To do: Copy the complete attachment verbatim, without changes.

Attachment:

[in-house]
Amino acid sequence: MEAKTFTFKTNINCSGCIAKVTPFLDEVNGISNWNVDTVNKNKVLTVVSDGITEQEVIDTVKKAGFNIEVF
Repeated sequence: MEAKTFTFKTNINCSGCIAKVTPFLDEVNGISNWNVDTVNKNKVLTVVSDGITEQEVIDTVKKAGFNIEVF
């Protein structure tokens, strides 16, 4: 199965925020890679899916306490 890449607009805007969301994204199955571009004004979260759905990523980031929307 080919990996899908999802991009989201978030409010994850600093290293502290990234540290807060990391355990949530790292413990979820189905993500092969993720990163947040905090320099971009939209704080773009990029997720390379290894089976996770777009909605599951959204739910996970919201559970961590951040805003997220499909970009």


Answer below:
[in-house]
Amino acid sequence: MEAKTFTFKTNINCSGCIAKVTPFLDEVNGISNWNVDTVNKNKVLTVVSDGITEQEVIDTVKKAGFNIEVF
Repeated sequence: MEAKTFTFKTNINCSGCIAKVTPFLDEVNGISNWNVDTVNKNKVLTVVSDGITEQEVIDTVKKAGFNIEVF
């Protein structure tokens, strides 16, 4: 199965925020890679899916306490 890449607009805007969301994204199955571009004004979260759905990523980031929307 080919990996899908999802991009989201978030409010994850600093290293502290990234540290807060990391355990949530790292413990979820189905993500092969993720990163947040905090320099971009939209704080773009990029997720390379290894089976996770777009909605599951959204739910996970919201559970961590951040805003997220499909970009």